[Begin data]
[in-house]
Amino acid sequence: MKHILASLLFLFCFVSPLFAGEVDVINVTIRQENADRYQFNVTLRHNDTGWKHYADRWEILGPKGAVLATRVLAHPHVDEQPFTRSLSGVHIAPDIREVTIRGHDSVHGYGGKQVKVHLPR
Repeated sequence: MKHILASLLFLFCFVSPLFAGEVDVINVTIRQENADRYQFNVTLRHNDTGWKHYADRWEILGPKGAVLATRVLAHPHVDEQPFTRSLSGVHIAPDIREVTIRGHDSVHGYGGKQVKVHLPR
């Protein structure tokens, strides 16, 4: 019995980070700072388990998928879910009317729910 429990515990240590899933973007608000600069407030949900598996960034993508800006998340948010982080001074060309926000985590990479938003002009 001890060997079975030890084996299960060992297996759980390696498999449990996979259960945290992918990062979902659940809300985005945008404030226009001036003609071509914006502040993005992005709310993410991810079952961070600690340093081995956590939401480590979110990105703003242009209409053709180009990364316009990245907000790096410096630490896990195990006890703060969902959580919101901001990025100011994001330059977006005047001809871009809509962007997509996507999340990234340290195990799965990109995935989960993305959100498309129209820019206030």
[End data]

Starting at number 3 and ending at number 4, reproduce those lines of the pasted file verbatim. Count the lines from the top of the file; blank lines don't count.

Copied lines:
Repeated sequence: MKHILASLLFLFCFVSPLFAGEVDVINVTIRQENADRYQFNVTLRHNDTGWKHYADRWEILGPKGAVLATRVLAHPHVDEQPFTRSLSGVHIAPDIREVTIRGHDSVHGYGGKQVKVHLPR
């Protein structure tokens, strides 16, 4: 019995980070700072388990998928879910009317729910 429990515990240590899933973007608000600069407030949900598996960034993508800006998340948010982080001074060309926000985590990479938003002009 001890060997079975030890084996299960060992297996759980390696498999449990996979259960945290992918990062979902659940809300985005945008404030226009001036003609071509914006502040993005992005709310993410991810079952961070600690340093081995956590939401480590979110990105703003242009209409053709180009990364316009990245907000790096410096630490896990195990006890703060969902959580919101901001990025100011994001330059977006005047001809871009809509962007997509996507999340990234340290195990799965990109995935989960993305959100498309129209820019206030």